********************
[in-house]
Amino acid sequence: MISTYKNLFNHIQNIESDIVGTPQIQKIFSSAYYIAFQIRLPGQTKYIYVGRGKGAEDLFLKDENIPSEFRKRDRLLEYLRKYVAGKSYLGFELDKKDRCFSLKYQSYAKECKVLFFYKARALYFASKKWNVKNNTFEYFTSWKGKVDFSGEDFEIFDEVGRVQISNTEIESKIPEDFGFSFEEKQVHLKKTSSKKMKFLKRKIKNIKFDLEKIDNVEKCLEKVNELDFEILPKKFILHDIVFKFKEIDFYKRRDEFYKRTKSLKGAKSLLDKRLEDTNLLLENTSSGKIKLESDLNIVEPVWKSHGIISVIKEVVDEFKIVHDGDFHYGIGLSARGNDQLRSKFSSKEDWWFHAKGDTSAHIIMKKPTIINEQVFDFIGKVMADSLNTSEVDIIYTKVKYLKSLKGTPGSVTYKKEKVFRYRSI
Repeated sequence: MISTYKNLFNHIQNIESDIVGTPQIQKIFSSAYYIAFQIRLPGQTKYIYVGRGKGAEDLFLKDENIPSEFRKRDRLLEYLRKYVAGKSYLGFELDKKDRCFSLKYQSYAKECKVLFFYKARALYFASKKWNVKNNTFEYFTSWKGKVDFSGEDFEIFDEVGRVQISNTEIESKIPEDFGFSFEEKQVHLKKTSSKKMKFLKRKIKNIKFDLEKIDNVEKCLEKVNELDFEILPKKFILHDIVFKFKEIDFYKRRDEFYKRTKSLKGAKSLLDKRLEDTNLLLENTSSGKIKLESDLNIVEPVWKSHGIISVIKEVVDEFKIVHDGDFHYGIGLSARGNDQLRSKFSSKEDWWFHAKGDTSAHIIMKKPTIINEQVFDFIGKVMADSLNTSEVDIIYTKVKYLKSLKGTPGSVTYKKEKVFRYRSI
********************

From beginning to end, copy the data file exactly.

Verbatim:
[in-house]
Amino acid sequence: MISTYKNLFNHIQNIESDIVGTPQIQKIFSSAYYIAFQIRLPGQTKYIYVGRGKGAEDLFLKDENIPSEFRKRDRLLEYLRKYVAGKSYLGFELDKKDRCFSLKYQSYAKECKVLFFYKARALYFASKKWNVKNNTFEYFTSWKGKVDFSGEDFEIFDEVGRVQISNTEIESKIPEDFGFSFEEKQVHLKKTSSKKMKFLKRKIKNIKFDLEKIDNVEKCLEKVNELDFEILPKKFILHDIVFKFKEIDFYKRRDEFYKRTKSLKGAKSLLDKRLEDTNLLLENTSSGKIKLESDLNIVEPVWKSHGIISVIKEVVDEFKIVHDGDFHYGIGLSARGNDQLRSKFSSKEDWWFHAKGDTSAHIIMKKPTIINEQVFDFIGKVMADSLNTSEVDIIYTKVKYLKSLKGTPGSVTYKKEKVFRYRSI
Repeated sequence: MISTYKNLFNHIQNIESDIVGTPQIQKIFSSAYYIAFQIRLPGQTKYIYVGRGKGAEDLFLKDENIPSEFRKRDRLLEYLRKYVAGKSYLGFELDKKDRCFSLKYQSYAKECKVLFFYKARALYFASKKWNVKNNTFEYFTSWKGKVDFSGEDFEIFDEVGRVQISNTEIESKIPEDFGFSFEEKQVHLKKTSSKKMKFLKRKIKNIKFDLEKIDNVEKCLEKVNELDFEILPKKFILHDIVFKFKEIDFYKRRDEFYKRTKSLKGAKSLLDKRLEDTNLLLENTSSGKIKLESDLNIVEPVWKSHGIISVIKEVVDEFKIVHDGDFHYGIGLSARGNDQLRSKFSSKEDWWFHAKGDTSAHIIMKKPTIINEQVFDFIGKVMADSLNTSEVDIIYTKVKYLKSLKGTPGSVTYKKEKVFRYRSI